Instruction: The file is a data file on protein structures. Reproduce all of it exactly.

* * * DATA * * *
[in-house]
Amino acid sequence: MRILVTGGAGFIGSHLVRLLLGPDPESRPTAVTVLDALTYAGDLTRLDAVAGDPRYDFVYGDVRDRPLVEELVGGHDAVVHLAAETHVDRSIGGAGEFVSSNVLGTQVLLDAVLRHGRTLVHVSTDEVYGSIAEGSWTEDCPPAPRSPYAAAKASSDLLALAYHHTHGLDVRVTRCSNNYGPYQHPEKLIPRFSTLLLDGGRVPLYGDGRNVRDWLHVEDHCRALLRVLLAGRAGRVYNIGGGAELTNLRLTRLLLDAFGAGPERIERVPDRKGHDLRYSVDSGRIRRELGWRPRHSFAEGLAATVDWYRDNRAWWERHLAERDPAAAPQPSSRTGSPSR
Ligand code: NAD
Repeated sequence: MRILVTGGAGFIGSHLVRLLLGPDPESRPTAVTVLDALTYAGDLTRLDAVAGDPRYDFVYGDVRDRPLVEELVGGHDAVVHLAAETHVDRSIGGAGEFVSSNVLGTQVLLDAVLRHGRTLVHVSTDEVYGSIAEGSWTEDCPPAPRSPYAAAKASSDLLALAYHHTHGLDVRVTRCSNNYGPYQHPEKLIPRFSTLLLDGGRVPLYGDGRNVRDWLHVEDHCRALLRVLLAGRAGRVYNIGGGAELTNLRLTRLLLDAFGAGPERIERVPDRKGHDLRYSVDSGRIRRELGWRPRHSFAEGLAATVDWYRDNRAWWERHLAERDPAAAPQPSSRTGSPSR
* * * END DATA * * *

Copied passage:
[in-house]
Amino acid sequence: MRILVTGGAGFIGSHLVRLLLGPDPESRPTAVTVLDALTYAGDLTRLDAVAGDPRYDFVYGDVRDRPLVEELVGGHDAVVHLAAETHVDRSIGGAGEFVSSNVLGTQVLLDAVLRHGRTLVHVSTDEVYGSIAEGSWTEDCPPAPRSPYAAAKASSDLLALAYHHTHGLDVRVTRCSNNYGPYQHPEKLIPRFSTLLLDGGRVPLYGDGRNVRDWLHVEDHCRALLRVLLAGRAGRVYNIGGGAELTNLRLTRLLLDAFGAGPERIERVPDRKGHDLRYSVDSGRIRRELGWRPRHSFAEGLAATVDWYRDNRAWWERHLAERDPAAAPQPSSRTGSPSR
Ligand code: NAD
Repeated sequence: MRILVTGGAGFIGSHLVRLLLGPDPESRPTAVTVLDALTYAGDLTRLDAVAGDPRYDFVYGDVRDRPLVEELVGGHDAVVHLAAETHVDRSIGGAGEFVSSNVLGTQVLLDAVLRHGRTLVHVSTDEVYGSIAEGSWTEDCPPAPRSPYAAAKASSDLLALAYHHTHGLDVRVTRCSNNYGPYQHPEKLIPRFSTLLLDGGRVPLYGDGRNVRDWLHVEDHCRALLRVLLAGRAGRVYNIGGGAELTNLRLTRLLLDAFGAGPERIERVPDRKGHDLRYSVDSGRIRRELGWRPRHSFAEGLAATVDWYRDNRAWWERHLAERDPAAAPQPSSRTGSPSR